Unified Messaging from SBC


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A few days ago my friend Sridhar emailed me a voicemail message he had received. I played the voicemail right from my email client. Cool. Thankful was I for the message, but how did he do that? Turns out the SBC Unified Communications service lets you combine all of your email, voicemail, and faxes into one online message center. If you use Cingular wireless you can even combine your cel phone voicemail in with your landline voicemail. And you can get your email read to you with a text-to-speech technology if you are on the road and call in to your voicemail box. I’m not interested in having my emails read to me. However, what I really really need is to have my voice messages emailed to me, as audio files. So I can pick them up wherever I am as soon as they come in, not when I happen to remember to call in and check my voicemail. This last feature is a godsend to people like me who are online all the time, often away from the main phone and are terrible at remembering to pick up messages.

Here’s the good news.

If you are already signed up with SBC for your phone service, and already use their $8/month voice mail service, Unified Communications is only an additional $3 per month. Cheap!!

Here’s the bad news.

To take full advantage of Unified Communications, you need a PC running IE or Netscape. And, by the way, if you get to the Learn More About SBC Unified Communications page from the main SBCUC website, you won’t actually learn that Macs aren’t supported until you’ve signed up for the service.

More good news.

Even though they say that only PCs running IE and Netscape are supported, you can get a chunk of the functionality working with a Mac, running Safari. And, it may just be the chunk of functionality that you need. In my case, I was desperate to have the audio files of my voicemails emailed to me. This you can do by selecting message forwarding from the Web access settings page in Mailbox Settings.

Bad news.

If you bought your cel phone from ATT, even though Cingular and ATT Wireless are now the same company, you won’t be able to access your cel phone messages through SBCUC. You need to buy a phone from Cingular and get your ATT phone number ported over to the Cingular phone.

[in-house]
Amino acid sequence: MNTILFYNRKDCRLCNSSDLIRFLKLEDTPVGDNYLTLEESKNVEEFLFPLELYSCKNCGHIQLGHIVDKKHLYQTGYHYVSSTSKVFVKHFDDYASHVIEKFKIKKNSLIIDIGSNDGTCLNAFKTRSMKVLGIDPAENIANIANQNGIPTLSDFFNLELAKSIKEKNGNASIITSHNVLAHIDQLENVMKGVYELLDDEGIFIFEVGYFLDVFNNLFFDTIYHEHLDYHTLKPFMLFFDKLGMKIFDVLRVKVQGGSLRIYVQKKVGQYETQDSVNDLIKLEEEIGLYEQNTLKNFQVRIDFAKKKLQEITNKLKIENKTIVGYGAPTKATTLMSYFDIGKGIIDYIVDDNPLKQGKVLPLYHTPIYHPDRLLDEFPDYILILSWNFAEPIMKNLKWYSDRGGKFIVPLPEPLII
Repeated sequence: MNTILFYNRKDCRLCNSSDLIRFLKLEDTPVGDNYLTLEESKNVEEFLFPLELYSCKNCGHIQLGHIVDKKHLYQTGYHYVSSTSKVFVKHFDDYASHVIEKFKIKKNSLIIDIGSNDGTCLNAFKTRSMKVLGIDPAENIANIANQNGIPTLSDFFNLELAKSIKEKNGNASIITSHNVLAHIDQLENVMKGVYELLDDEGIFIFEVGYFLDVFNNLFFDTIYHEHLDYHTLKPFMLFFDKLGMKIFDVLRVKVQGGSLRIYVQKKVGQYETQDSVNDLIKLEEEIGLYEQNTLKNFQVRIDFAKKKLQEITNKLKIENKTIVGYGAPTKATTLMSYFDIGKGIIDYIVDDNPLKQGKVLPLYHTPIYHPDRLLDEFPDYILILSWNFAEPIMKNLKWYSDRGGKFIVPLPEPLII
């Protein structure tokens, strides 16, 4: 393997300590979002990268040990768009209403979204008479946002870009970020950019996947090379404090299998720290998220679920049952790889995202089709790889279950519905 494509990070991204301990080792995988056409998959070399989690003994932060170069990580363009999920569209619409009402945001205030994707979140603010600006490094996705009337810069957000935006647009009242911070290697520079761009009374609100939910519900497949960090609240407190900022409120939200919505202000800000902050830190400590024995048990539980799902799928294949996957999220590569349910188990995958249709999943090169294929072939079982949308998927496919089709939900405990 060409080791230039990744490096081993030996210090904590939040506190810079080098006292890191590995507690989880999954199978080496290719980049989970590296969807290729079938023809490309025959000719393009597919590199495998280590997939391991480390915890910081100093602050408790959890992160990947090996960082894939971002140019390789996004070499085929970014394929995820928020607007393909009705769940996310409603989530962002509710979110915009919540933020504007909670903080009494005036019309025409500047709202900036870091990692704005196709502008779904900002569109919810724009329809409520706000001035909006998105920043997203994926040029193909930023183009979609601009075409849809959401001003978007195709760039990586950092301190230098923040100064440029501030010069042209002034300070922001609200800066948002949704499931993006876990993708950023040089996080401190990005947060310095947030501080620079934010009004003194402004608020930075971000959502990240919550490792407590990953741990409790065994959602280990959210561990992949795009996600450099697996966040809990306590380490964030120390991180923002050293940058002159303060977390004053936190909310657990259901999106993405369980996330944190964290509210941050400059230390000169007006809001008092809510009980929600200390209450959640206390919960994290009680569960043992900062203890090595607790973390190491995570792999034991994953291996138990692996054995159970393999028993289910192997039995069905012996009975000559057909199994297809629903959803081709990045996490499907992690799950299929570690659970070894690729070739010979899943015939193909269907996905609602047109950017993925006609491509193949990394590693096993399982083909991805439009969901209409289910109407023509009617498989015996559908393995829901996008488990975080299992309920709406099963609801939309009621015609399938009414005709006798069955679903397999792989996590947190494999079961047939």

Maybe more good news?

I want my cel phone messages to go into the same voicemail box as my landline. My cel phone is 4 years old and it’s time for a new phone anyway. I’ll buy one from Cingular and see if I can get it to work through SBCUC. We’ll see… Update 5-24-05: I bought a new phone from Cingular and got the Unified messaging set up through the website, and it works great! I now get both my cel phone and land line phone messages to the same voicemail box. My cel phone buzzes me when I have a new voice message on my landline, and all messages get emailed to me. Yay! End Update.

And finally, the never-ending saga of Pac Bell service. Everyone who has lived in California and has had to endure the painfully bad service of Pac Bell over the years will understand this. Pac Bell is now owned by SBC Global and it seems that they still can’t get it right. It took me two hours to get this service set up and the information I needed to move forward on the cel phone messaging. I didn’t speak to a single representative who gave me completely accurate information. I got conflicting directions. I got flat-out wrong instructions. I got shunted over to Cingular customer service to a rep who had never heard of SBC Unified Communications. When she finally explained to me that I needed to migrate from ATT to Cingular, she couldn’t explain what she meant by, “migrate”. She couldn’t even hand the phone to someone who did know about SBCUC. Oh well. Thank God for speaker phones when you’ve been put on hold for an hour. While on hold I got a voicemail message from a friend who was trying to get through. The voicemail was emailed to me so I could listen to it from my computer while waiting for the Cingular gal to figure out what the heck she meant by “migrate.”

2 thoughts on “Unified Messaging from SBC

  1. Elise,

    One item for the “good news” column…with SBCUC incoming FAXes on your phone line will be captured and emailed to you. That’s especially great because you don’t have to run to turn on the FAX machine or spend over $20/mo just for a separate FAX line!

    Sridhar

  2. Thanks for the tip Elise!

    The skinny is that just clicking next got me through the wizard on Safari without the JML program that SBC wants one to download. Like you said, forwarding messages to my non-sbcuc.net email allows me to use PreView, Quicktime and iTunes to view faxes or hear voicemails. For some reason, on some computers is have QT set to play .wav’s and others iTunes. A few days ago i called SBC support and told them the above and they were surprised, however, the help section of sbcuc.net does mention that one can get to the setup without downloading software, they just don’ t say how, go figure?

    The only issue I have encountered is that since i’ve enabled message forwarding to my yahoo email, i can’t check my voice mails using the telephone? I’ll call SBC tomorrow.

    beryl

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